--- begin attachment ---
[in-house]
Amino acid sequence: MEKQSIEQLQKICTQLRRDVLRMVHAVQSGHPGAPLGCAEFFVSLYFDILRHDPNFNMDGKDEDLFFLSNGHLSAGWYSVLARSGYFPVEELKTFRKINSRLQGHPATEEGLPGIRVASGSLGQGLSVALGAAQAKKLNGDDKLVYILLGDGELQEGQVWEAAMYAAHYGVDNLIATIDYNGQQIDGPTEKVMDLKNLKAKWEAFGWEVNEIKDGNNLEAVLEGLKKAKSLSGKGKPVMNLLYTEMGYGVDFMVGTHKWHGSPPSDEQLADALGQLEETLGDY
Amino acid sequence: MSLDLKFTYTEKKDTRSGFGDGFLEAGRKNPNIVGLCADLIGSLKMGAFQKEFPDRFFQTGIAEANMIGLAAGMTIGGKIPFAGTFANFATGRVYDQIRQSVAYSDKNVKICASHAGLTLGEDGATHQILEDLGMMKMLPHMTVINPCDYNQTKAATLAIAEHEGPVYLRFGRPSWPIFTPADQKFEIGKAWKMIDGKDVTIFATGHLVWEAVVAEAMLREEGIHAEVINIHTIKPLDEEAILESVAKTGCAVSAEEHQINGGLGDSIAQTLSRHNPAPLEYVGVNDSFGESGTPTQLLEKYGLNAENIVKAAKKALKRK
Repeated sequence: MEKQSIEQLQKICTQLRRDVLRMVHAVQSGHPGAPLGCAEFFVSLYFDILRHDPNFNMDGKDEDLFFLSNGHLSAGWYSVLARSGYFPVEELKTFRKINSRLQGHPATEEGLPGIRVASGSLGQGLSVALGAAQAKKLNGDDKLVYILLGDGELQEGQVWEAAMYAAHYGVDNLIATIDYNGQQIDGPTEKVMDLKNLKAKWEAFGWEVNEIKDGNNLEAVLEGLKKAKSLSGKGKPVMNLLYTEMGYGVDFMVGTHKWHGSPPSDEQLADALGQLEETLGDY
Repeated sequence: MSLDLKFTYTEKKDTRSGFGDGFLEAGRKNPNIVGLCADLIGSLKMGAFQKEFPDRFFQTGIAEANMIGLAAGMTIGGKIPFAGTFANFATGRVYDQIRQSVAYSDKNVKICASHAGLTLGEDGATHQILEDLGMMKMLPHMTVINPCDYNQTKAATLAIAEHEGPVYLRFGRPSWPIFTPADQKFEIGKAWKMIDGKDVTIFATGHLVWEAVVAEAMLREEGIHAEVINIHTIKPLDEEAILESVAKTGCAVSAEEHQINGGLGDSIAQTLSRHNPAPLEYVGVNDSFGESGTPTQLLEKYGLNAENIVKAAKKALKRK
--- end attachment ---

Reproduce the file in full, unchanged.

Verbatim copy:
[in-house]
Amino acid sequence: MEKQSIEQLQKICTQLRRDVLRMVHAVQSGHPGAPLGCAEFFVSLYFDILRHDPNFNMDGKDEDLFFLSNGHLSAGWYSVLARSGYFPVEELKTFRKINSRLQGHPATEEGLPGIRVASGSLGQGLSVALGAAQAKKLNGDDKLVYILLGDGELQEGQVWEAAMYAAHYGVDNLIATIDYNGQQIDGPTEKVMDLKNLKAKWEAFGWEVNEIKDGNNLEAVLEGLKKAKSLSGKGKPVMNLLYTEMGYGVDFMVGTHKWHGSPPSDEQLADALGQLEETLGDY
Amino acid sequence: MSLDLKFTYTEKKDTRSGFGDGFLEAGRKNPNIVGLCADLIGSLKMGAFQKEFPDRFFQTGIAEANMIGLAAGMTIGGKIPFAGTFANFATGRVYDQIRQSVAYSDKNVKICASHAGLTLGEDGATHQILEDLGMMKMLPHMTVINPCDYNQTKAATLAIAEHEGPVYLRFGRPSWPIFTPADQKFEIGKAWKMIDGKDVTIFATGHLVWEAVVAEAMLREEGIHAEVINIHTIKPLDEEAILESVAKTGCAVSAEEHQINGGLGDSIAQTLSRHNPAPLEYVGVNDSFGESGTPTQLLEKYGLNAENIVKAAKKALKRK
Repeated sequence: MEKQSIEQLQKICTQLRRDVLRMVHAVQSGHPGAPLGCAEFFVSLYFDILRHDPNFNMDGKDEDLFFLSNGHLSAGWYSVLARSGYFPVEELKTFRKINSRLQGHPATEEGLPGIRVASGSLGQGLSVALGAAQAKKLNGDDKLVYILLGDGELQEGQVWEAAMYAAHYGVDNLIATIDYNGQQIDGPTEKVMDLKNLKAKWEAFGWEVNEIKDGNNLEAVLEGLKKAKSLSGKGKPVMNLLYTEMGYGVDFMVGTHKWHGSPPSDEQLADALGQLEETLGDY
Repeated sequence: MSLDLKFTYTEKKDTRSGFGDGFLEAGRKNPNIVGLCADLIGSLKMGAFQKEFPDRFFQTGIAEANMIGLAAGMTIGGKIPFAGTFANFATGRVYDQIRQSVAYSDKNVKICASHAGLTLGEDGATHQILEDLGMMKMLPHMTVINPCDYNQTKAATLAIAEHEGPVYLRFGRPSWPIFTPADQKFEIGKAWKMIDGKDVTIFATGHLVWEAVVAEAMLREEGIHAEVINIHTIKPLDEEAILESVAKTGCAVSAEEHQINGGLGDSIAQTLSRHNPAPLEYVGVNDSFGESGTPTQLLEKYGLNAENIVKAAKKALKRK